Lie on the floor, in a pre-pushup posture. Push the upper and lower body off the ground, and activate the abs even more and as you push yourself up on the forearms. The forearms should be at a 90-degree angle, with the elbows just below the shoulders.
Your body should be straight and parallel to the floor, while you are relying on the strength of your forearms and toes. To stimulate the core even more, suck the belly inwards.
Initially, hold the position for 10 seconds, release, and return to the initial posture. Yet, you should gradually increase the time.
If you find the plank too difficult to hold, you can modify it, and progress over time.
For instance, you can start by simply leaning up against a wall and slowly reducing the angle of your body until the hands progress from the wall to table-height, to chair-height and then the floor.
Remember, breathing is the most important thing to get stronger and hold the plank. The more you breathe, the more oxygen your muscles get for fuel, and the less you will focus on the difficulty.
Breathe steadily, and remember to engage your glute muscles. You should also squeeze the buttocks hard, and hold the time. You will also be more stable if you keep the feet wider.
You will get used to it over time, and the effects of planks will definitely stimulate you to continue exercising!
Unfortunately, bad body posture is an epidemic these days, mostly due to the fact that we spend our time working on the desk, staring at the computers or smartphones, and sitting.
Body posture is the position in which we hold our bodies while standing, sitting, or lying down.
Good posture is the proper alignment of body parts supported by the right amount of muscle tension against gravity. Yet, we do not consciously maintain normal posture, but there are some muscles which have this role.
The most important muscle groups in maintaining good body posture include the hamstrings and large back muscles. These groups of postural muscles, when functioning properly, do not allow the forces of gravity to push us over forward, while our ligaments help to hold the skeleton together.
Postural muscles also maintain body posture and balance during movement. Good posture aids all our movements and activities and ensures the body is in positions that place the least strain on supporting muscles and ligaments during movement and weight-bearing activities.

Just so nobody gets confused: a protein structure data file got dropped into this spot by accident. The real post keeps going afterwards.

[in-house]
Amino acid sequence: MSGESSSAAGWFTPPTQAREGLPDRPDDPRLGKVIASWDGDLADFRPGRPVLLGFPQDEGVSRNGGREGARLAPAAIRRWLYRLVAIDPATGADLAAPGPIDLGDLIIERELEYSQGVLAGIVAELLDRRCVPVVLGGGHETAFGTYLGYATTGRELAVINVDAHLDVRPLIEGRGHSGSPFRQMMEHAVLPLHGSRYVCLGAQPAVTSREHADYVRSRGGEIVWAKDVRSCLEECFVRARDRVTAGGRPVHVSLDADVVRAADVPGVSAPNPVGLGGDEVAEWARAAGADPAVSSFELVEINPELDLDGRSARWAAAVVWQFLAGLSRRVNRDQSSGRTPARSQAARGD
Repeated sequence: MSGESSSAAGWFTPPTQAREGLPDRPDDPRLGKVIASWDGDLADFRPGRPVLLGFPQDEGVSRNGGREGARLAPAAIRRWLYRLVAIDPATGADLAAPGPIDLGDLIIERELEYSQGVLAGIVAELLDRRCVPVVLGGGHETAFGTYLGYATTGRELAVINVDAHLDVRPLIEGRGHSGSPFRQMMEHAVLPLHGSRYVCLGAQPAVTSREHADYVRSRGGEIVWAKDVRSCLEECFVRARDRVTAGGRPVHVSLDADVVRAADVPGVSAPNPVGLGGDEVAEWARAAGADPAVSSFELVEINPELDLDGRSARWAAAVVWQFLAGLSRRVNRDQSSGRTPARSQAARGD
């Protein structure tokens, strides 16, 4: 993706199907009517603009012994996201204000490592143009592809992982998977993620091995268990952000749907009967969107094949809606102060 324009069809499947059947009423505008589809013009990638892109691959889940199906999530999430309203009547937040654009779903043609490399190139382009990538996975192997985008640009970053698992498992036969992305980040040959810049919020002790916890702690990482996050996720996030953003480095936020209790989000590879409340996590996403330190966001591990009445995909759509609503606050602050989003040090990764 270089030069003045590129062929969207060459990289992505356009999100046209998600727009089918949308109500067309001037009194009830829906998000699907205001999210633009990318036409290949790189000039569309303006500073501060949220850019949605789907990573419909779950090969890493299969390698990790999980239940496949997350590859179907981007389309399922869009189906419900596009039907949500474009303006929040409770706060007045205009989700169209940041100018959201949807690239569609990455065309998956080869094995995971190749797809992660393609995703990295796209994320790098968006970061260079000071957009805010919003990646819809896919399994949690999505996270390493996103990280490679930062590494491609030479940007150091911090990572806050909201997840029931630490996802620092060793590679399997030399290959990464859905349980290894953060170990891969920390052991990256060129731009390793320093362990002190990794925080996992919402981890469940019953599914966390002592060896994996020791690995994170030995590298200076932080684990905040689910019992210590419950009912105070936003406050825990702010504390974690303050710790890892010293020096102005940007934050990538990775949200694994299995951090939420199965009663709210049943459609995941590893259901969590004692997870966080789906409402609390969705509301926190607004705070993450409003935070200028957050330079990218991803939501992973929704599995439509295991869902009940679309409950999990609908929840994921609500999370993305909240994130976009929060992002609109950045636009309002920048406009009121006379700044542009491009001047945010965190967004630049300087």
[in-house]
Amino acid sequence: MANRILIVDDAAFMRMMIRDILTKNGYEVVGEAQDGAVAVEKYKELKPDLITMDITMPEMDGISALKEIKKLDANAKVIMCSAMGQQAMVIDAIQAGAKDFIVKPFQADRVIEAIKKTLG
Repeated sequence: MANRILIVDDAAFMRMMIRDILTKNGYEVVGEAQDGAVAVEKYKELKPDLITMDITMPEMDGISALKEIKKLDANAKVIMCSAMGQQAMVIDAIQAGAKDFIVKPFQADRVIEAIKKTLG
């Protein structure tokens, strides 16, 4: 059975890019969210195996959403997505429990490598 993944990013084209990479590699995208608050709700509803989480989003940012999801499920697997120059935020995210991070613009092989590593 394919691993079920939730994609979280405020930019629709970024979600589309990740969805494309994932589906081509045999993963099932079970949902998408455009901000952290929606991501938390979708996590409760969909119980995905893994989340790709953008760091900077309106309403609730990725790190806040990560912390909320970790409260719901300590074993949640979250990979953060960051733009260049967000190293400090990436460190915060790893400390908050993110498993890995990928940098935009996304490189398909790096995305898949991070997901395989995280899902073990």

Correct posture ensures our muscles are used properly, reduces the abnormal wearing of joint surfaces that could cause degenerative arthritis and joint pain, and the stress on ligaments that hold the spinal joints together, preventing injuries and pain.
Additionally, it helps the body to use less energy as the muscles work more efficiently, and thus prevents muscle fatigue.
A proper body posture is gained by adequate flexibility and strength, normal joint motion in the spine and other body areas, efficient postural muscles balanced on both sides of the spine.
Poor body posture can also be a result of bad sleeping positions, stress, weak muscles, slouching, anxiety, tight muscles, low self-confidence, or being overweight.
However, the longer you ignore it, the more difficult it would be to correct the bad posture. Over time, slouching and bad posture can lead to shoulder and back pain, headaches, stiffness, fatigue, sciatica, muscle strain, poor circulation, injuries, joint pain, stiffness, muscle strain, nerve compression, muscle atrophy, difficulty breathing, and digestion issues.
Fortunately, you can improve bad body posture by exercising, and as you strengthen the muscles, you will notice great improvements.